One of the defining characteristics that the majority of people think of when they think of birds is that ability to fly, soaring majestically through the skies. However, penguins are unable to fly and they are often seen swimming underwater in their quest for fish or awkwardly waddling across the frozen, icy tundra of the Antarctica. This may leave some to ask if they are actually birds.
The answer to that would be yes, as in zoological terms penguins are classified as birds (Aves). Penguins are members of the Spheniscidae family, which is an order of flightless birds that live in the southern hemisphere of Earth. They share all of the common traits that birds are characterized as having.
Penguins posses toothless beaked jaws and lay hard-shelled eggs that their young hatch out of. They also have feathers, which are comparatively short and stiff when compared to other birds. This is because penguins need their feathers to overlap in order to form a thick yet smooth layer which traps air underneath it. In turn, this makes it so they have a type of built-in insulation system to protect them from freezing temperatures.
Penguins are also warm-blooded, have a four-chambered heart and a lightweight skeleton. Much like their feathers, the wings of penguins have also evolved over time to suit the environment that they live in. They used their wings to propel themselves through the water instead of the air in order to hunt fish.
Are Penguins Birds?
Yes, in zoological terms penguins are classified as birds (Aves). Penguins are members of the Spheniscidae family, which is an order of flightless birds that live in the southern hemisphere of Earth. They share all of the common traits that birds are characterized as having.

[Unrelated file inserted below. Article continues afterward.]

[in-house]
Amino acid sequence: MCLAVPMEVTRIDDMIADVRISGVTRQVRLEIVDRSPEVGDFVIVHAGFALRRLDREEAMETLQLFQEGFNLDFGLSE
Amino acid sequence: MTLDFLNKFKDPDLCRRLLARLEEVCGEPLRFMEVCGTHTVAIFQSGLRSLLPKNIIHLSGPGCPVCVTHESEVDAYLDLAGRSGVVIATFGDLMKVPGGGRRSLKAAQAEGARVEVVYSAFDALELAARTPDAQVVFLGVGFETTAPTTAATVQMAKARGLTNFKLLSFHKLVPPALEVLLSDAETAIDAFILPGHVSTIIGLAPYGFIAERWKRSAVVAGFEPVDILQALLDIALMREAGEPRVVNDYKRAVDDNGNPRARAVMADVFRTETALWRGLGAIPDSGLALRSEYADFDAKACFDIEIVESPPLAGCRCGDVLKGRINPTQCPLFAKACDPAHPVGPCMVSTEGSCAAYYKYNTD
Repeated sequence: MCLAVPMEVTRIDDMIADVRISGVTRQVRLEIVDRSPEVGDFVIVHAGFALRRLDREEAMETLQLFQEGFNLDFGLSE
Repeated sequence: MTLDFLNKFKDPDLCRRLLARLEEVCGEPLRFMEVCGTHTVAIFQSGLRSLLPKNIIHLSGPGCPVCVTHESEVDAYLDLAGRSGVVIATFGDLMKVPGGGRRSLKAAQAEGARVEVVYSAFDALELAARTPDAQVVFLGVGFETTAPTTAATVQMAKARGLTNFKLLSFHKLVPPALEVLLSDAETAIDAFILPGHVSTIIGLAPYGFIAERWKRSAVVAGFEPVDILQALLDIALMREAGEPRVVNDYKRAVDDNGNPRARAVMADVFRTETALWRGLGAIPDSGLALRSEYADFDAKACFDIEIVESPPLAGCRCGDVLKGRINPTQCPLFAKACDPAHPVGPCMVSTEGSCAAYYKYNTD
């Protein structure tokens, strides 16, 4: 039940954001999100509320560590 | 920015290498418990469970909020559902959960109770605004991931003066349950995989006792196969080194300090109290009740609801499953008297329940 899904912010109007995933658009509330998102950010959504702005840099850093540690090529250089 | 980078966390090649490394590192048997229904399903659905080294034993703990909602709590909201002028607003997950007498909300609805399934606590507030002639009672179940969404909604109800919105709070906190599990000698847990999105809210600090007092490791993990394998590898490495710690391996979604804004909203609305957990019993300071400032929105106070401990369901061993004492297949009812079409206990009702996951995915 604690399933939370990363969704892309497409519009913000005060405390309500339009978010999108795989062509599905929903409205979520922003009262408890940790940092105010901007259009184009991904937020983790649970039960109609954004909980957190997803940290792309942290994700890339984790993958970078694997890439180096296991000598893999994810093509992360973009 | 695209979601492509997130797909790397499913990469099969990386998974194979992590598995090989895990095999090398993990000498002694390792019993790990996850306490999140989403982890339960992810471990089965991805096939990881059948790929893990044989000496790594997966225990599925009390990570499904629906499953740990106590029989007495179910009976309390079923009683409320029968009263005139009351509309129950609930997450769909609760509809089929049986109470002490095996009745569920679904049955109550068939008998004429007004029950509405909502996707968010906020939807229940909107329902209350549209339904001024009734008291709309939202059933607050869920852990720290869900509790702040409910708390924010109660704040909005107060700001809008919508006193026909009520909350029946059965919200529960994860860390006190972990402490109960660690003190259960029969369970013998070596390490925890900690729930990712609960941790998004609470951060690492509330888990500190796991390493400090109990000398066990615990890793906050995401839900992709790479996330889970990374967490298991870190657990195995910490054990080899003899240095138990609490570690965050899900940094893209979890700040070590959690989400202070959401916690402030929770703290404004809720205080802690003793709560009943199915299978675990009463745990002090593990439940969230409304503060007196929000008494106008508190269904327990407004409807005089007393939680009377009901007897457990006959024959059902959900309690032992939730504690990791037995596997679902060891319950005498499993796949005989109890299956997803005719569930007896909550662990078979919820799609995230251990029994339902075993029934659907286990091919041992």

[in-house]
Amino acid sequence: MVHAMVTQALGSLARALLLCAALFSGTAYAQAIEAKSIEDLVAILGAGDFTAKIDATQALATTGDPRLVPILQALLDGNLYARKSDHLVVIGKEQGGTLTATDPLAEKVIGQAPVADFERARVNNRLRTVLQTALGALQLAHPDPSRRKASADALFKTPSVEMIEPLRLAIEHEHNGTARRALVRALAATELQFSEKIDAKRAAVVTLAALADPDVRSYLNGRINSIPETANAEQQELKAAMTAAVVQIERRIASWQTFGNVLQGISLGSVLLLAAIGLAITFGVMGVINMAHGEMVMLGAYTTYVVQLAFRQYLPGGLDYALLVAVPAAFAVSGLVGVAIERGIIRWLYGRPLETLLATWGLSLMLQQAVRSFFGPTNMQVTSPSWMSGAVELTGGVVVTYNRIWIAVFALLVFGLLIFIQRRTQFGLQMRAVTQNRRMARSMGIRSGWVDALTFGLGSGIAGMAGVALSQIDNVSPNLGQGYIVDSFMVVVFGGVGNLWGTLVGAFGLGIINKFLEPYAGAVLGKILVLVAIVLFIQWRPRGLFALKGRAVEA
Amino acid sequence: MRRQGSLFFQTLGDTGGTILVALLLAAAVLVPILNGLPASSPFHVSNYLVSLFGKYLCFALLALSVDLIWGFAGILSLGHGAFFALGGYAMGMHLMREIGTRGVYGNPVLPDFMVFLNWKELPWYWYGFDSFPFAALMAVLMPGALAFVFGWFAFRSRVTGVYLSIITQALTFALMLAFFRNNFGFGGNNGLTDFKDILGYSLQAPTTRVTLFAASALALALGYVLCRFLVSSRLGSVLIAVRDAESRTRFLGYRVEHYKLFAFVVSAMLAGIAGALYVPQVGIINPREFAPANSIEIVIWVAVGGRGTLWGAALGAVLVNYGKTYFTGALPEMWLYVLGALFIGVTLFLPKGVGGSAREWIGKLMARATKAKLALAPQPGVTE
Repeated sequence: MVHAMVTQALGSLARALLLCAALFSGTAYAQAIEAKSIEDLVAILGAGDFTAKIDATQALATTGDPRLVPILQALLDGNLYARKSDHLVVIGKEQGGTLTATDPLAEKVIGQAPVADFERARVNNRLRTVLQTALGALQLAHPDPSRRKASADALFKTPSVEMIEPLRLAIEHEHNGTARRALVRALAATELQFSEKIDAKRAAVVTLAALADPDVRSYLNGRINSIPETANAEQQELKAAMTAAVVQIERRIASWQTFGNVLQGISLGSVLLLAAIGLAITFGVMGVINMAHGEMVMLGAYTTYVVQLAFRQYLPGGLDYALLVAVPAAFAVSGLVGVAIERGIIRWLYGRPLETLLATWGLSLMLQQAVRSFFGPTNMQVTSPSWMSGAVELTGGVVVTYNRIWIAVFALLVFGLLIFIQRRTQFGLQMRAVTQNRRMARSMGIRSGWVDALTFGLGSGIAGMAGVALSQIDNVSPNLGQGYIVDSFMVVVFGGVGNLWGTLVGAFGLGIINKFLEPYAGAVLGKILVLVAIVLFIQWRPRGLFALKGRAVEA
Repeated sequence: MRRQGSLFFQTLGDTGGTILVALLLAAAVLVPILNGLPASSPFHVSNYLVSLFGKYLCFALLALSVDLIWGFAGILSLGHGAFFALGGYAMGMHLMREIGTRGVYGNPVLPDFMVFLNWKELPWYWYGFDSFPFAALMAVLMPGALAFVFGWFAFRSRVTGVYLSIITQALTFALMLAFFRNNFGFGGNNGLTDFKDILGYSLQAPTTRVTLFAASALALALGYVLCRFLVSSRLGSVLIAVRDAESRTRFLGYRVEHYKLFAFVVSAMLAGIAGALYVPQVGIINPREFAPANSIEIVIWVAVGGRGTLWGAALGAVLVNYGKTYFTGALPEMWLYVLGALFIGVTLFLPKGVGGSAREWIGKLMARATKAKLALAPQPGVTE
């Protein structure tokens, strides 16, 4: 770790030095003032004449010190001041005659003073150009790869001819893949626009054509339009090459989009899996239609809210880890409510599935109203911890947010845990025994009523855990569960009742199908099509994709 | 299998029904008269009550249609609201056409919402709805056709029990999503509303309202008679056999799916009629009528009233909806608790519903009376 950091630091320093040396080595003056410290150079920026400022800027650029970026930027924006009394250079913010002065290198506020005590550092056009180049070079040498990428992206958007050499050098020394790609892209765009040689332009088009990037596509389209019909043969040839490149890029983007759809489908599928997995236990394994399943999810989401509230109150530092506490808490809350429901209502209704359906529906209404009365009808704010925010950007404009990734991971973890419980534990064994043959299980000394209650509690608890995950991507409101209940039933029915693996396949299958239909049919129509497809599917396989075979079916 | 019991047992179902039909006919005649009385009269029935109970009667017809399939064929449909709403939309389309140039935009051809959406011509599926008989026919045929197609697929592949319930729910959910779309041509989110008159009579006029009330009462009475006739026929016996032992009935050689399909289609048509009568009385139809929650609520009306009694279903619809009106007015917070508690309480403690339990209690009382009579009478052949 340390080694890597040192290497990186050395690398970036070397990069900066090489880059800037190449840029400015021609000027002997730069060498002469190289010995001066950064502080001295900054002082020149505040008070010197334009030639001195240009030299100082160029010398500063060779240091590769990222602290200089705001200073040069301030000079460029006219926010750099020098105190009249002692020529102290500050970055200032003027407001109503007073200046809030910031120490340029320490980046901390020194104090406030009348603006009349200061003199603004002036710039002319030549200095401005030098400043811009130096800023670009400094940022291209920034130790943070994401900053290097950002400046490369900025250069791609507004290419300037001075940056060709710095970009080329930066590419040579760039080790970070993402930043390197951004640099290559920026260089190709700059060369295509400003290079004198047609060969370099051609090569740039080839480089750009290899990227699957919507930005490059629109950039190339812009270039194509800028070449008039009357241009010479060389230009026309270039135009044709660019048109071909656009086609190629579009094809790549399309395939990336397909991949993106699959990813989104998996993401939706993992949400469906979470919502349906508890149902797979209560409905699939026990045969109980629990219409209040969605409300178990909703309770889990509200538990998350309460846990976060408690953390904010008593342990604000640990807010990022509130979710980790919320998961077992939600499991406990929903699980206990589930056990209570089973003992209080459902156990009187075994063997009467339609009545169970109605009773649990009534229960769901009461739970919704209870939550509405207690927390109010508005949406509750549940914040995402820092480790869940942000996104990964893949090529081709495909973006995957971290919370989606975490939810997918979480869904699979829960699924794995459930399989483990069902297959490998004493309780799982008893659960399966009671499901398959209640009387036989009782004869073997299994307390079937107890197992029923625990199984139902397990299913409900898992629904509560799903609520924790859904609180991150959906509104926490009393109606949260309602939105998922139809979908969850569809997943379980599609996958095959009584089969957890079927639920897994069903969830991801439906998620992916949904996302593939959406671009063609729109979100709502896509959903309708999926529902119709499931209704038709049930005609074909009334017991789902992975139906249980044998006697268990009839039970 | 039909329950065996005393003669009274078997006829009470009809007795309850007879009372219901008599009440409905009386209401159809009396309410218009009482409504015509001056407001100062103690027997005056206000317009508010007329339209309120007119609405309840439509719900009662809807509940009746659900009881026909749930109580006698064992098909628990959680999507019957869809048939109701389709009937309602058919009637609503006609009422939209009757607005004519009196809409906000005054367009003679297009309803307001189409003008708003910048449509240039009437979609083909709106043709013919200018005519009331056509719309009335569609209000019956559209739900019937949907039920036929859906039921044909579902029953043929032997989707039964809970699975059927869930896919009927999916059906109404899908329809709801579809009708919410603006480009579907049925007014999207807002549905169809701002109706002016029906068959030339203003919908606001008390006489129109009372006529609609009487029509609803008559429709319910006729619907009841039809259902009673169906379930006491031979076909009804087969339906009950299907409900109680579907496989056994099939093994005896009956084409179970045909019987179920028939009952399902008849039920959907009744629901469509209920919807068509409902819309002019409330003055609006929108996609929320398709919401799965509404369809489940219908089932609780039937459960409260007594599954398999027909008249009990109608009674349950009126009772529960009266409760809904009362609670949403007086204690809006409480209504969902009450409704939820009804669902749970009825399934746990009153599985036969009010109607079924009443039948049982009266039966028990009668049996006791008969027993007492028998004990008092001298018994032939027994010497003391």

More Information on Penguins
Most people think of penguins as living in the Antarctic and having a black and white color pattern. However, species of penguins live all over the southern hemisphere and not just in the southernmost continent. They are also found in places that are more temperate weather wise like the southern edges of Africa, Australia, and South America, as well as the famed Galapagos Islands located close to the equator. Penguins also come in shades of blue, grey, orange and yellow, along with certain species having brightly colored feathers.
There are currently 17 different species of penguins on Earth, 18 if counting the White-flippered penguin, which is considered a subspecies of the Little Penguin. However, only the Adelie, Chinstrap, Emperor and Gentoo Penguins are true Antarctic species that breed on or near the continent.
There are then three Sub-Antarctic species of penguins whose farthest south is the sub-Antarctic islands. These are the King, Macaroni and Rockhopper Penguins. Northern Chile and Peru is home to the Humboldt Penguin, while Southern Chile and Argentina are mostly home to the Magellanic Penguin.
Meanwhile, the African Penguin is only found in Namibia and South Africa, while the aptly named Galapagos Penguin can only be seen in the Galapagos Islands, located west of Ecuador in the Pacific Ocean. The remaining species of penguins, like the Erect-crested, Fiordland, Little, Rockhopper, Royal Snares and Yellow-eyed are found in Australia, New Zealand, and a number of small islands scattered around the Southern hemisphere.
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